A northern Stau is a term I often use in my weather forecasts and that often results in positiev reactions. But I also get some questions every now and then about this phenomenon that makes people cancel meetings, travel for hours or sit depressed at their desk when they can't make. This is everything you wanted to know about a northern Stau, but were afraid to ask.
If you drive a car on the highway every now and then you sometimes hit heavy traffic. The cars come to a stop due to an obstacle. That obstacle can be a roadblock, an accident or something else. That's no different in meteorology. Stau means air masses hitting an obstacle, in this case a mountain that stops the current and forces it to rise. As a result, the air cools down, it starts to condensate, clouds are formed and it starts to rain or (if it's cold enough) it starts to snow.
This term is much simpler. It indicates the direction from which the current is coming. In this case the current is coming from the north and wants to bring the air to the south. And then, all of the sudden, it hits the Alps, is forced to rise and it will snow. A northern Stau looks like this from space (source: wePowder forecast):
You can see how the clouds (white) flow down and cling to the Alps on the video above. The Alps are the obstacle and beacuse the Alps are at a ninety degree angle to the current the effect is optimal. The clouds can't go anywhere and are forced to rise. It will snow and rain on the north side of the main alpine ridge. This leads to typical northern Stau maps like the one below (source: wePowder forecast):.
The map above is a perfect map that provides the complete north side of the Alps with fresh snow, but sometimes a storm is just a little further west or just east. That causes differences in the snowfall on the northern side of the Alps. During a north-west current, most of the snow falls in the north-western part, and if the current is coming from north Switzerland and Austria will get hammered. When there's a strong high-pressure area above France, snow will often only fall in Austria. But in general you can check out the resorts that benefit from a Stau from the north below (in gray / blue).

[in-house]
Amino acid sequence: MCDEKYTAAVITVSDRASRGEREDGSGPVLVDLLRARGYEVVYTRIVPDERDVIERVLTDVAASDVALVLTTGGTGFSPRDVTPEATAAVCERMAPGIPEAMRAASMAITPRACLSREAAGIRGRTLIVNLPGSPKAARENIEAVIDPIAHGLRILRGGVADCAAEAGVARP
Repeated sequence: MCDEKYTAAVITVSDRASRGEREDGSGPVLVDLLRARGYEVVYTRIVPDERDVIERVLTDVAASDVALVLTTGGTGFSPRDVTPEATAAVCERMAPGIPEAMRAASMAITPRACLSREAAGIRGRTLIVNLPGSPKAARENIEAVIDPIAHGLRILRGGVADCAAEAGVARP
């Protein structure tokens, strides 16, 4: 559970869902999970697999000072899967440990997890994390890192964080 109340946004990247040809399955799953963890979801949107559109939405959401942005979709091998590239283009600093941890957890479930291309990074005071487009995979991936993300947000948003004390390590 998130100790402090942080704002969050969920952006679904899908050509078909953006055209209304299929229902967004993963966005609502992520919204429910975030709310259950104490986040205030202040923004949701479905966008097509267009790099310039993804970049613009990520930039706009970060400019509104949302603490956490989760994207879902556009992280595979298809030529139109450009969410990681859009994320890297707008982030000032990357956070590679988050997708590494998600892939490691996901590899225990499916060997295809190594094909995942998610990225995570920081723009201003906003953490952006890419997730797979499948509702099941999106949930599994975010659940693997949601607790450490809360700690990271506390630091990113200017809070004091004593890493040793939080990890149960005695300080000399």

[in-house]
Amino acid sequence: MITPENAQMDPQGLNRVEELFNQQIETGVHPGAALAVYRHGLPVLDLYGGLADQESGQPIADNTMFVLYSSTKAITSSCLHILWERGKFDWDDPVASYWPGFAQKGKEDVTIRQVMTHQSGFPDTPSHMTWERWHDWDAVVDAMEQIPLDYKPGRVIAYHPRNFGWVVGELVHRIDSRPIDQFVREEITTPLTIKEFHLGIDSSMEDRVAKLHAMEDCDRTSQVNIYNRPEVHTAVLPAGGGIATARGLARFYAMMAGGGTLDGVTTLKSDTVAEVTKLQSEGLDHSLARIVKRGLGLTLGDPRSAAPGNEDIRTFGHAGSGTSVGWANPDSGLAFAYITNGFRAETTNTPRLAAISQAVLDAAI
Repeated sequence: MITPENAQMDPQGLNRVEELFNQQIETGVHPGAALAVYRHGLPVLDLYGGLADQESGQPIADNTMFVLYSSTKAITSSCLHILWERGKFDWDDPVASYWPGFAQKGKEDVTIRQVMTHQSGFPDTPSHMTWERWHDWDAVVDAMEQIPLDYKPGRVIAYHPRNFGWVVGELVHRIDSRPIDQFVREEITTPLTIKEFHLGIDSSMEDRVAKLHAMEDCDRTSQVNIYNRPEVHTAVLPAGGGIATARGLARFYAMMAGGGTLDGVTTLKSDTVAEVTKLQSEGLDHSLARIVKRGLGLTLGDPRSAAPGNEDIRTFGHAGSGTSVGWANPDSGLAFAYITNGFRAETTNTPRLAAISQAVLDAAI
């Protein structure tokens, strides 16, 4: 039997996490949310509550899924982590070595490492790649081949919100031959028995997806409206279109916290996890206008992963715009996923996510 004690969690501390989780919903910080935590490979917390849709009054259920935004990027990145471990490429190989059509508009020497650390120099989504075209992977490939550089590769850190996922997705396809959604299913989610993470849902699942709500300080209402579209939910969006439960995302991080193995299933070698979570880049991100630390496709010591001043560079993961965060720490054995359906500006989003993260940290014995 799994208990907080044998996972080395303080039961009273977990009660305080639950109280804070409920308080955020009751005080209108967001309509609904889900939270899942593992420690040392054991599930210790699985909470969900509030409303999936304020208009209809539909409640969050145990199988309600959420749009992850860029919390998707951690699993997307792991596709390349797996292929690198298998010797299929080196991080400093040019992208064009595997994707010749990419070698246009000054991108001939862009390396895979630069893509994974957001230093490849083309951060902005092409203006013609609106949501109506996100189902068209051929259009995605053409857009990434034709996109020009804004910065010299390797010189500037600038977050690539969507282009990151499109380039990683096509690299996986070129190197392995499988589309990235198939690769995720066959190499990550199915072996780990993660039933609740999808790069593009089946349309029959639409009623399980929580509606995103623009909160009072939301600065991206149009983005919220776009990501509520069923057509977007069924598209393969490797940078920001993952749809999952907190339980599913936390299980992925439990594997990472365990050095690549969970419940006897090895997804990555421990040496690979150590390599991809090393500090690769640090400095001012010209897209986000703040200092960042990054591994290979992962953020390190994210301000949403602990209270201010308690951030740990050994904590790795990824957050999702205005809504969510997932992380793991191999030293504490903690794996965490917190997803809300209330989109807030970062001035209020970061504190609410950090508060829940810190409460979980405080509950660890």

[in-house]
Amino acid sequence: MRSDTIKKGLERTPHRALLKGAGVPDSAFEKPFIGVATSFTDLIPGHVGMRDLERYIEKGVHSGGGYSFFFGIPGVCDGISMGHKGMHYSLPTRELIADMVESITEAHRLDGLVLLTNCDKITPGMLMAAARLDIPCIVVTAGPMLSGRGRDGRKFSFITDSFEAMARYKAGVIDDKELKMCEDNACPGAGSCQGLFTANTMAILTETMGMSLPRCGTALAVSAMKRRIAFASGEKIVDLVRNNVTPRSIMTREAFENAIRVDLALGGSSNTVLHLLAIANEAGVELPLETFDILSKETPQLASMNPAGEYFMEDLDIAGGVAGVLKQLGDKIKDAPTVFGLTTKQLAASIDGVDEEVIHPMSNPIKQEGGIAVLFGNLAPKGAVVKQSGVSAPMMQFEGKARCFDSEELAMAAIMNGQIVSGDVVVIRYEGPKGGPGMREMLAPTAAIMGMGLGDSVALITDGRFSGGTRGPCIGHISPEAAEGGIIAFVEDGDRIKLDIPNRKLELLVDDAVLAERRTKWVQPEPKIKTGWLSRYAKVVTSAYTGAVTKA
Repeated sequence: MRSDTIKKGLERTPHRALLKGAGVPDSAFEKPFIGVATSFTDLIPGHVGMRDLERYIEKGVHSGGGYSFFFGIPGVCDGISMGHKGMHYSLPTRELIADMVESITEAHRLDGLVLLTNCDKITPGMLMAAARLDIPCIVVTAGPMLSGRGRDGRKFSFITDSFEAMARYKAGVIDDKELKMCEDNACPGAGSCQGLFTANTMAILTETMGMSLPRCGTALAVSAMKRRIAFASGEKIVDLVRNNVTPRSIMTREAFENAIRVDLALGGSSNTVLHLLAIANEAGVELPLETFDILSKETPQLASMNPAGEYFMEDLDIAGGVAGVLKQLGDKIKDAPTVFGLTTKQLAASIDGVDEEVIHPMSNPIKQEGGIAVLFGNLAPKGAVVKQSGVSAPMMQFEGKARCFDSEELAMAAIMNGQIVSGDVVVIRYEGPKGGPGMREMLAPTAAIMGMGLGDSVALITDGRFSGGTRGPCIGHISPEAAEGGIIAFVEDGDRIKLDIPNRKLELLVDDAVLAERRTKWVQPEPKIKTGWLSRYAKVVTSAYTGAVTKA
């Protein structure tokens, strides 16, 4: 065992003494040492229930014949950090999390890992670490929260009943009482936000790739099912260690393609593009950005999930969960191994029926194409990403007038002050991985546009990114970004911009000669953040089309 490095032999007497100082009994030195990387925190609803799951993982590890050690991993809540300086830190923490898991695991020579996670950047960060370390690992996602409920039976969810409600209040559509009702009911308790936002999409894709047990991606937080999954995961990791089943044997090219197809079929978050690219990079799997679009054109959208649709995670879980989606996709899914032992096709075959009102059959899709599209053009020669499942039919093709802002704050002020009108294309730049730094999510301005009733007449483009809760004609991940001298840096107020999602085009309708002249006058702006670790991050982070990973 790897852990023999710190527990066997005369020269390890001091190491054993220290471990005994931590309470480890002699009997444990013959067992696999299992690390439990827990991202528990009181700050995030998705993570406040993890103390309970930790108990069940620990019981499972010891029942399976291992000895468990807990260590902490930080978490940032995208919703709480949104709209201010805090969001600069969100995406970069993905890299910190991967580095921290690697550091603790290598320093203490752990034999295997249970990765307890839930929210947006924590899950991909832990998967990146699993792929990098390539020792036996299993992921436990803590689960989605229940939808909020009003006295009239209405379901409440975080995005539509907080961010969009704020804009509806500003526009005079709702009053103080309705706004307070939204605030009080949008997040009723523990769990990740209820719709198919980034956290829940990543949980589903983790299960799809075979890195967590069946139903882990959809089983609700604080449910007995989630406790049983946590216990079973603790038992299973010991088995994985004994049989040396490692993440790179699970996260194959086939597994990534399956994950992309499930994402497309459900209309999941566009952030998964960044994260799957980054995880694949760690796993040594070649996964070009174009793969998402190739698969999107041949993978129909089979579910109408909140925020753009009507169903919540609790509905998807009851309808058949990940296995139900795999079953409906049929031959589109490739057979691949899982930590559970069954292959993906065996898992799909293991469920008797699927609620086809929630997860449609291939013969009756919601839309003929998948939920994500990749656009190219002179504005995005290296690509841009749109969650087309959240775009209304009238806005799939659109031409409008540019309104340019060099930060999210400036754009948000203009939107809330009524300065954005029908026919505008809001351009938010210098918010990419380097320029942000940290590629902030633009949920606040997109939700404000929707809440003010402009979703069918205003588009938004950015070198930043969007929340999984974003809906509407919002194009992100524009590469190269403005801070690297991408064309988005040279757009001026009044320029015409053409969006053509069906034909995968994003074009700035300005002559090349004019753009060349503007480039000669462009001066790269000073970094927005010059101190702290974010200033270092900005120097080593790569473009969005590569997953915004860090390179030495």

You can expect heavy snowfall foinr the ski areas in the gray / blue regions on the map above. There is an important difference between the warm front and the cold front. There's a lot of precipitation at the passage of the warm front, and it can reach deep into the main alpine ridge (or even beyond the main alpine ridge). After the passage of the cold front, the wind turns from the northwest to the north / northeast and a new stau period with the center of gravity in the lower and middle mountains of the pre-Alps kicks in (mainly the blue area on the map above).
With such a current, you can divide the western Alps into the northern and southern Alps. Depending on the angle of the heat front, snowfall from this direction will reach the border of the French Savoy and Hautes-Alpes. More to the north, the precipitation is already a lot more intense and in the northern part of the western Alps you can expect a lot of precipitation. In such a situation, the cold front will only provide snow in the resorts just south of Lake Geneva, but most of the snow already came down in the Jura. In the southern part of the western Alps there is a strong Föhn and will transport a lot of snow.
During the passage of the warm front, snow may come fown just south of the main alpine ridge, but it will never be that much. After the passage of the cold front, the sun will come out. A rule of thumb: the further south, the more beautiful the weather as a result of the northern Föhn. This can lead to high temperatures in the valleys, but it will remain pretty cold in the mountains. It's not the temperature that's having a negative effect on the snow, but the wind itself that transports a lot of snow. That's never good news for the stability of the snow cover.
If you have questions, please drop them in the comments!